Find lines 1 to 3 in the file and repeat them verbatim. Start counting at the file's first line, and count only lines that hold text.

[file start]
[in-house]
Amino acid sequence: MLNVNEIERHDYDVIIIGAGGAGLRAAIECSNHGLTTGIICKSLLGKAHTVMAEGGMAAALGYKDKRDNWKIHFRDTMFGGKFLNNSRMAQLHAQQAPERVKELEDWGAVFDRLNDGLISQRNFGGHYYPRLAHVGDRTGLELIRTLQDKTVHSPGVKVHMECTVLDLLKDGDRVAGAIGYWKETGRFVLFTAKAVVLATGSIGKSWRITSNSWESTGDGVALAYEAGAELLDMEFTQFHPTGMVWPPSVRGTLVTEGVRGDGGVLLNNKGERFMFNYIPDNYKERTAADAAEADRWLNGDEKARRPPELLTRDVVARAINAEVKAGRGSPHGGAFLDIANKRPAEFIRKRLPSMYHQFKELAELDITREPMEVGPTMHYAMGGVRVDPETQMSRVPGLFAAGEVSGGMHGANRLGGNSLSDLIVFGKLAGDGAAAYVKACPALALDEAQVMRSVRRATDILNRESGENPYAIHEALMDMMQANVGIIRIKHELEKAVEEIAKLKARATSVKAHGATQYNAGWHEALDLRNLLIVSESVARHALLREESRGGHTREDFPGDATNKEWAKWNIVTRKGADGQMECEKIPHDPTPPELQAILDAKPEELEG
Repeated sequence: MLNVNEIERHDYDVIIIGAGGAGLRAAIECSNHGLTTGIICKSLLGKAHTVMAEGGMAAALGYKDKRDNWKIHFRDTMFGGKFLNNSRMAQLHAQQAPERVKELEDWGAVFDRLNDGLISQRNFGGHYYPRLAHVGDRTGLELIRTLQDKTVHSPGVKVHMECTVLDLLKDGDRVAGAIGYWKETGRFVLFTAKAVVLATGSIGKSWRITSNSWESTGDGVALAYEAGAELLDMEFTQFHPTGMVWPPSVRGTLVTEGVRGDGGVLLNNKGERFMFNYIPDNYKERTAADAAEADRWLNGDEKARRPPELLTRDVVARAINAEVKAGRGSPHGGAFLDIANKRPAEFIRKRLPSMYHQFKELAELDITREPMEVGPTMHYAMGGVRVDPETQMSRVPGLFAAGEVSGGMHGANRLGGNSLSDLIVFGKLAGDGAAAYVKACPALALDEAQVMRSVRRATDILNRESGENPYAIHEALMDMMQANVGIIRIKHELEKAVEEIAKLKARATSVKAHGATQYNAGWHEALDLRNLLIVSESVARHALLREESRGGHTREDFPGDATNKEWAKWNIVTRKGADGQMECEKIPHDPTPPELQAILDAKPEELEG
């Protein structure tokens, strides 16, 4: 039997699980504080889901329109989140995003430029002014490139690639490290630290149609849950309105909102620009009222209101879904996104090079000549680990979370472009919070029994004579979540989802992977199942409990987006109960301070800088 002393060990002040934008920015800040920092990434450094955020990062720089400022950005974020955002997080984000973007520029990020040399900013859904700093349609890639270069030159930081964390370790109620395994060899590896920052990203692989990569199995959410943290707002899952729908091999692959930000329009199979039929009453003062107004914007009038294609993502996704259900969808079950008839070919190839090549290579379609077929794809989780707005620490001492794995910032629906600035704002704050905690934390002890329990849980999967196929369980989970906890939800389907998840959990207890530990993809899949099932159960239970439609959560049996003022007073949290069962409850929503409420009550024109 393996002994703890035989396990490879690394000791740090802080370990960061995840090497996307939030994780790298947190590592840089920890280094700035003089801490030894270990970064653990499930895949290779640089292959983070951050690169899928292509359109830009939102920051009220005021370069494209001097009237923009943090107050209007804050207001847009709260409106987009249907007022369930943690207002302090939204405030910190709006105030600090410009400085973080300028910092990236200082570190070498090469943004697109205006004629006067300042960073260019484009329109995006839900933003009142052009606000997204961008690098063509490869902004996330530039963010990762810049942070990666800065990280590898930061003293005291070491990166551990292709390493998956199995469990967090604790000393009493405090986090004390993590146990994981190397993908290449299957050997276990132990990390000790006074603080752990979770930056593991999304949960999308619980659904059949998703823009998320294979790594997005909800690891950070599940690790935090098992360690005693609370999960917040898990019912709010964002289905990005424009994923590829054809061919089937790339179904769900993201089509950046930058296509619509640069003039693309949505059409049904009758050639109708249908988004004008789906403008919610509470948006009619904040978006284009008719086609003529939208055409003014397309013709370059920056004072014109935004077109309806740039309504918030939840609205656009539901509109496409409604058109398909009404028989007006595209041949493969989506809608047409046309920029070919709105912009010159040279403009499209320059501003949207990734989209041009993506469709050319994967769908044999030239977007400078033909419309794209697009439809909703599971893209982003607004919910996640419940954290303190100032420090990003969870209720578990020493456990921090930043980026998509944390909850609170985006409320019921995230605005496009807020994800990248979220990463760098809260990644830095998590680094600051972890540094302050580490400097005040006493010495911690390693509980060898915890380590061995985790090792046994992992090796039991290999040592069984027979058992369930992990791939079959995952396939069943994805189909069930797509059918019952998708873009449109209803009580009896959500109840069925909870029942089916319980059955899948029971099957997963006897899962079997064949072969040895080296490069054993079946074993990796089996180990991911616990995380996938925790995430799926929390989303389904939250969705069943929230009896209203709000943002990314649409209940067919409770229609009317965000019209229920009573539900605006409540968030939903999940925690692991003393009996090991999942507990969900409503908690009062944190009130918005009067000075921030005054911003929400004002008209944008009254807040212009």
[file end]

[in-house]
Amino acid sequence: MLNVNEIERHDYDVIIIGAGGAGLRAAIECSNHGLTTGIICKSLLGKAHTVMAEGGMAAALGYKDKRDNWKIHFRDTMFGGKFLNNSRMAQLHAQQAPERVKELEDWGAVFDRLNDGLISQRNFGGHYYPRLAHVGDRTGLELIRTLQDKTVHSPGVKVHMECTVLDLLKDGDRVAGAIGYWKETGRFVLFTAKAVVLATGSIGKSWRITSNSWESTGDGVALAYEAGAELLDMEFTQFHPTGMVWPPSVRGTLVTEGVRGDGGVLLNNKGERFMFNYIPDNYKERTAADAAEADRWLNGDEKARRPPELLTRDVVARAINAEVKAGRGSPHGGAFLDIANKRPAEFIRKRLPSMYHQFKELAELDITREPMEVGPTMHYAMGGVRVDPETQMSRVPGLFAAGEVSGGMHGANRLGGNSLSDLIVFGKLAGDGAAAYVKACPALALDEAQVMRSVRRATDILNRESGENPYAIHEALMDMMQANVGIIRIKHELEKAVEEIAKLKARATSVKAHGATQYNAGWHEALDLRNLLIVSESVARHALLREESRGGHTREDFPGDATNKEWAKWNIVTRKGADGQMECEKIPHDPTPPELQAILDAKPEELEG
Repeated sequence: MLNVNEIERHDYDVIIIGAGGAGLRAAIECSNHGLTTGIICKSLLGKAHTVMAEGGMAAALGYKDKRDNWKIHFRDTMFGGKFLNNSRMAQLHAQQAPERVKELEDWGAVFDRLNDGLISQRNFGGHYYPRLAHVGDRTGLELIRTLQDKTVHSPGVKVHMECTVLDLLKDGDRVAGAIGYWKETGRFVLFTAKAVVLATGSIGKSWRITSNSWESTGDGVALAYEAGAELLDMEFTQFHPTGMVWPPSVRGTLVTEGVRGDGGVLLNNKGERFMFNYIPDNYKERTAADAAEADRWLNGDEKARRPPELLTRDVVARAINAEVKAGRGSPHGGAFLDIANKRPAEFIRKRLPSMYHQFKELAELDITREPMEVGPTMHYAMGGVRVDPETQMSRVPGLFAAGEVSGGMHGANRLGGNSLSDLIVFGKLAGDGAAAYVKACPALALDEAQVMRSVRRATDILNRESGENPYAIHEALMDMMQANVGIIRIKHELEKAVEEIAKLKARATSVKAHGATQYNAGWHEALDLRNLLIVSESVARHALLREESRGGHTREDFPGDATNKEWAKWNIVTRKGADGQMECEKIPHDPTPPELQAILDAKPEELEG